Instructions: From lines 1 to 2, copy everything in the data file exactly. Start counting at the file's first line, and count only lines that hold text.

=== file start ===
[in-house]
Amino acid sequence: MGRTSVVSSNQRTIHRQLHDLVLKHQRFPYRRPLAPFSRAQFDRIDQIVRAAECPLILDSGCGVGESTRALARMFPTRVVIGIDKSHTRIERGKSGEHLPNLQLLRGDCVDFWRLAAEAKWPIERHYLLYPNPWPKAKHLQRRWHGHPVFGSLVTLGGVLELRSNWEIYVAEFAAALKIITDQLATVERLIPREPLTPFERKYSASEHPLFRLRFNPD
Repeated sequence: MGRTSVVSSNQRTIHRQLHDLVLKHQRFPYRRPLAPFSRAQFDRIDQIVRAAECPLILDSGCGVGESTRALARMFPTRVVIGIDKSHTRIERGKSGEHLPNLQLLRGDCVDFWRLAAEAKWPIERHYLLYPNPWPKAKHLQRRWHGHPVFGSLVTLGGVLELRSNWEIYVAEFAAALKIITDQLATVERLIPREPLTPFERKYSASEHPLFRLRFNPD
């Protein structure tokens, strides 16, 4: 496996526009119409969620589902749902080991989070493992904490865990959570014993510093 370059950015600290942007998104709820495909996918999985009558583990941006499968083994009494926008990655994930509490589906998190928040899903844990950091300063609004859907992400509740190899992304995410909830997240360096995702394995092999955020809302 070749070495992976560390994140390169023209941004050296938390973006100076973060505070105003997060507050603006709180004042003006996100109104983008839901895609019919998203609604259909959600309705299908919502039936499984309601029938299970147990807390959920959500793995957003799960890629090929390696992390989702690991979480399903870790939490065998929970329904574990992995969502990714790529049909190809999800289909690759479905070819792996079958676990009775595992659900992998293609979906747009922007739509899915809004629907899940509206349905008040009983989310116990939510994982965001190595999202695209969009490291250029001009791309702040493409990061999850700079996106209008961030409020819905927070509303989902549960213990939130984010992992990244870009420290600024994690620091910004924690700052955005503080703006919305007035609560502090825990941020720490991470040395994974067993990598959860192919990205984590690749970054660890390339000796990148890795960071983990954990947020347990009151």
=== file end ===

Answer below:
[in-house]
Amino acid sequence: MGRTSVVSSNQRTIHRQLHDLVLKHQRFPYRRPLAPFSRAQFDRIDQIVRAAECPLILDSGCGVGESTRALARMFPTRVVIGIDKSHTRIERGKSGEHLPNLQLLRGDCVDFWRLAAEAKWPIERHYLLYPNPWPKAKHLQRRWHGHPVFGSLVTLGGVLELRSNWEIYVAEFAAALKIITDQLATVERLIPREPLTPFERKYSASEHPLFRLRFNPD